The department is developing an electronic, standardized tapering tool to be incorporated into EPIC that will be the first of its kind in the United States. This tool will allow prescribers to easily generate personalized, graphical tapering plans based on the structure of the patient’s existing prescription, the intended rate at which the prescription will be tapered and the targeted ending dosage. The goal for this tool is to not only increase the use of opioid tapering strategies within the institution but also to make it easier for patients to understand and follow their tapering plans, improving their experience and making them more likely to succeed in tapering off of their opioid medications safely. If successfully implemented at HSS, this tool has the potential to be added into the foundation EPIC system throughout the country to improve patient safety on a national scale.
Research presented at the 2021 American Society of Anesthesiologists annual meeting by anesthesiologist Stephanie Cheng, MD, suggests that using acupuncture during surgery may help reduce pain while reducing the risk of opioid addiction. Researchers found that 65% of patients who received acupuncture during knee surgery took a low-dose opioid regimen of 15 pills or less or remained completely opioid-free for 30 days after surgery. By contrast, just 9% of patients who undergo knee replacement typically report such low usage. As an expansion of her existing surgical acupuncture service, Dr. Cheng has begun conducting preoperative acupuncture for patients identified as high risk for pain complications during the surgical consult. The goal is to expand this service to accommodate both pre- and postoperative patients in the future as part of an increased focus on holistic pain management.
The department is advancing its fellowship curriculum with several changes, including a new fellowship orientation program, formalized mentorship, creation of additional specialized academic tracks and an expanded curriculum. The expanded curriculum will include revised and new core curriculum lectures for the 2022-2023 fellowship schedule, as well as the production of video lectures for a flipped-classroom model. Effective for the 2021-2022 fellowship class is a monthly fellows-only journal club which will continue moving forward. Fellows will also have access to a digital handbook with numerous resources.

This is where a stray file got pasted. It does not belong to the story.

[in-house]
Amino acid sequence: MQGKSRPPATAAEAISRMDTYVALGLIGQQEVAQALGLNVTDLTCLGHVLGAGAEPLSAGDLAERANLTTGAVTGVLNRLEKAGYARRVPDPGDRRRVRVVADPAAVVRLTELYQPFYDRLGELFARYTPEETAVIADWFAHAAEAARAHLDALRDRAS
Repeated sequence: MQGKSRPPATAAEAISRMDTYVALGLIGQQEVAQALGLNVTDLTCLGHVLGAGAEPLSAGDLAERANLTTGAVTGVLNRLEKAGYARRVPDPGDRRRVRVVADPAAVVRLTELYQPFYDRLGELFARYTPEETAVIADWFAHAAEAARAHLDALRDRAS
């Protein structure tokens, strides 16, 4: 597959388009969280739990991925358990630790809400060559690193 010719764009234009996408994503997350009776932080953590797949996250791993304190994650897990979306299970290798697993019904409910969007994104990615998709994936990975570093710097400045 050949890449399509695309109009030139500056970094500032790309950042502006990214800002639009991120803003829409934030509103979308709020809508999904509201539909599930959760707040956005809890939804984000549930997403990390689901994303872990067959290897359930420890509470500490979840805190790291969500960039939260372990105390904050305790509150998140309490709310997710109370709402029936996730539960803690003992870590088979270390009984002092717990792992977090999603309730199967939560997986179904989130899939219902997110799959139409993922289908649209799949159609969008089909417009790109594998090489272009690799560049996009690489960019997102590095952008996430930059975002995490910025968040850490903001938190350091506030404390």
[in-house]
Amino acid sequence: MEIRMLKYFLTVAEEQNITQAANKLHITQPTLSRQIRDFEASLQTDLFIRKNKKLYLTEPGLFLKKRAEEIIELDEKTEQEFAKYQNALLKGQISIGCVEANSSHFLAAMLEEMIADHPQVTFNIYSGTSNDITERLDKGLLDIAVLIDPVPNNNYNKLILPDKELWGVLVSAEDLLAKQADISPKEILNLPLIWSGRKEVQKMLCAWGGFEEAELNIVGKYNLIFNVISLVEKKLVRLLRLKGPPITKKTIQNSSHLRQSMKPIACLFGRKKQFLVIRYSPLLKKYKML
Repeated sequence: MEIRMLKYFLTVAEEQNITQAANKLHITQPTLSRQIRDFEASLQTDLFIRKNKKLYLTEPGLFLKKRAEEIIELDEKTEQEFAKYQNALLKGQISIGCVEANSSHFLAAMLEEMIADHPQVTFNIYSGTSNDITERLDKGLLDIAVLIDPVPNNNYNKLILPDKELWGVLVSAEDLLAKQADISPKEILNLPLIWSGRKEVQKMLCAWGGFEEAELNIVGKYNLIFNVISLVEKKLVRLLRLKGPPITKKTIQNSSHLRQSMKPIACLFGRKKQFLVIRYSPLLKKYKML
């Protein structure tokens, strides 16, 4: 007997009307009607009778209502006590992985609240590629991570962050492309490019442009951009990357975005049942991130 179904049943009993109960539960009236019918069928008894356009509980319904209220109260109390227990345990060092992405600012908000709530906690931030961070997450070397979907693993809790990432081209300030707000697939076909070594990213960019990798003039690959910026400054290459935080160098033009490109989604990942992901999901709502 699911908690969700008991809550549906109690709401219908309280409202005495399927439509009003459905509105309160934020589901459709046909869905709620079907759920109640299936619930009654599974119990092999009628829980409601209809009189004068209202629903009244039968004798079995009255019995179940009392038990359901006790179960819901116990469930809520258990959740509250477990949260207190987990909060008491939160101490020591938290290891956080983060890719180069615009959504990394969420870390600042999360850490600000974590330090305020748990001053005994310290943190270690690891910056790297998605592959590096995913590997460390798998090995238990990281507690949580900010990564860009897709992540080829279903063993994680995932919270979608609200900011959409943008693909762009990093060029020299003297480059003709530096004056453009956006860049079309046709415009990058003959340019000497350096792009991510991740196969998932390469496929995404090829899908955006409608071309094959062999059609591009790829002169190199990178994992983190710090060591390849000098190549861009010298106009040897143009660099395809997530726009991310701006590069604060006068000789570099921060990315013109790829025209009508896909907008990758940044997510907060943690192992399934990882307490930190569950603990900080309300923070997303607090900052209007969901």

One of the most important elements of our future success is leadership development, notably, an investment in our growth as effective physician leaders, collaborators and communicators and the conscious development of the next generation of our department leaders. To this end, we have created a departmental Physician Leadership Assessment and Development program with NuBrick Partners. We have 22 physicians in training as current and emerging physician leaders, and we also plan to expand this program to our administrative leadership in the coming months.
To better serve the needs of our patients, we have been increasing our existing pain management services and expanding our regional services to different HSS locations. In 2020 and 2021, we hired new pain management physicians for the HSS main campus to improve patient accessibility and increase the types of care we offer. This period also included the expansion of services to HSS Hudson Yards and the new HSS Midtown location. In 2022, the pain division will continue to grow with the addition of the first pain management practice in Long Island at the Uniondale campus as well as the addition of a second practice in Stamford, Connecticut. We also have plans to expand to HSS Westchester in the near future.